Survey: More than half of active job seekers would take a pay cut for the perfect job

While research says that millennials want job flexibility and greater work-life balance just like everyone else, how far would you go for the perfect job?

How far would you go for the perfect job?

Professional staffing and search services provider Addison Group recently released the second round of results of its fourth annual Workplace Survey, which found that 54% of active job seekers would take a pay cut for employment at “a company whose mission aligns with their beliefs,” compared to 30% of overall participants who would do the same.

One thousand full-time and part-time white-collar workers in the U.S. participated in the survey. Here are some of the results.

Here’s what else people would give up for the right job

The research found that 80% of active job seekers and 67% of all respondents would take “fewer office amenities” for the right job, while 72% of active job seekers and 49% of the whole pool would take a lengthier commute.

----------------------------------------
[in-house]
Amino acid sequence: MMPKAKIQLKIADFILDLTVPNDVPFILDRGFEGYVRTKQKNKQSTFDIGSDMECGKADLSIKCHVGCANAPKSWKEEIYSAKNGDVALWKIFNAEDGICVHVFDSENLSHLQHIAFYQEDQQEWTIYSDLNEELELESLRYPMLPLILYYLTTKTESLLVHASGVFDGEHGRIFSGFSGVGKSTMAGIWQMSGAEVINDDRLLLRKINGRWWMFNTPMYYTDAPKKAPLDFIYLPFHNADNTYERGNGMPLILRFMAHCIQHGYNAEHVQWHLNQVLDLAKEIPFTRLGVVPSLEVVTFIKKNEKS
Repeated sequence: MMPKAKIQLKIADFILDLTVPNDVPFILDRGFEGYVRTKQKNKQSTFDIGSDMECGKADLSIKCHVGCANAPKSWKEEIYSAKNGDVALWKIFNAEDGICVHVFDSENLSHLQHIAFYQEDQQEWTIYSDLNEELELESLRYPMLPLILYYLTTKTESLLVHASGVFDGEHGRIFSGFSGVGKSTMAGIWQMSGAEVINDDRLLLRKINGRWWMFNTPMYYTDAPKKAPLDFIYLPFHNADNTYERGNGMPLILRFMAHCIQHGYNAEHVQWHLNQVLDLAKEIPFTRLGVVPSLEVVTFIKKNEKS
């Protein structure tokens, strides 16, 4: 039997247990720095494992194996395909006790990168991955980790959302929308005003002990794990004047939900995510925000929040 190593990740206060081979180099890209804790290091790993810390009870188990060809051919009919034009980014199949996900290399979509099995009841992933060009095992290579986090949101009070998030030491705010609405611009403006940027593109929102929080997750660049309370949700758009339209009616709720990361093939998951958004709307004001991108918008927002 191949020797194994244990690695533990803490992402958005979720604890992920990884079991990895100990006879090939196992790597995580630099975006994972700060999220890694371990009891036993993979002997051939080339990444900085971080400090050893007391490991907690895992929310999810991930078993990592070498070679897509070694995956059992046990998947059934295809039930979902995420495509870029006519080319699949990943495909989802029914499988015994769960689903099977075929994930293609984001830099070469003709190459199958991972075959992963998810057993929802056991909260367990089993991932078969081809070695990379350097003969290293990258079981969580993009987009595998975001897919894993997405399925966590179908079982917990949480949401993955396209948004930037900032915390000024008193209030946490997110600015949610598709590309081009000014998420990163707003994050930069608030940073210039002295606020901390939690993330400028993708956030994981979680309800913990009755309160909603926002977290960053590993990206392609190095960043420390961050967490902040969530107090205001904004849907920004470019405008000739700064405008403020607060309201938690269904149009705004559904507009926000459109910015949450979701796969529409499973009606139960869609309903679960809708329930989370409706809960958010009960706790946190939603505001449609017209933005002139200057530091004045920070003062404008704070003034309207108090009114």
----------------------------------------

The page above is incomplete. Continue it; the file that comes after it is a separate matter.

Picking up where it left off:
Seventy-one percent of people looking for a new position and 55% of respondents overall said they’d be willing to work on holidays, while 70% of those looking for new employment and 57% of people overall said they’d work on the weekend.

“Frequent job-hopping has become the norm in today’s employment market,” Tom Moran, CEO of Addison Group, said in a statement. “The survey shows that candidates are as career-oriented as ever, with the desire to challenge themselves at work, and put in the extra hours to advance,” he said.

Here’s why people are seeking new jobs

The report showed that the number one reason active job seekers are looking for a new position is for “salary/compensation,” with 52% of people in that category.

Among others in this bunch, 40% wanted “more challenges,” 31% weren’t fans of their current work, and just 16% didn’t like their current company’s mission.

 

Here’s how different generations are feeling about their careers

The research also featured results on how people think their careers are going, with 69% of millennials, 63% of Generation Xers, and 34% of Baby Boomers agreeing that “I am worried that I should be doing more in my career now to get where I want in the future.”

Sixty-four percent of millennials, 59% of Generation Xers, and 46% of Baby Boomers said that they’re heading toward their “dream job.”

Jane Burnett|is a reporter for Ladders and can be reached at jburnett@theladders.com.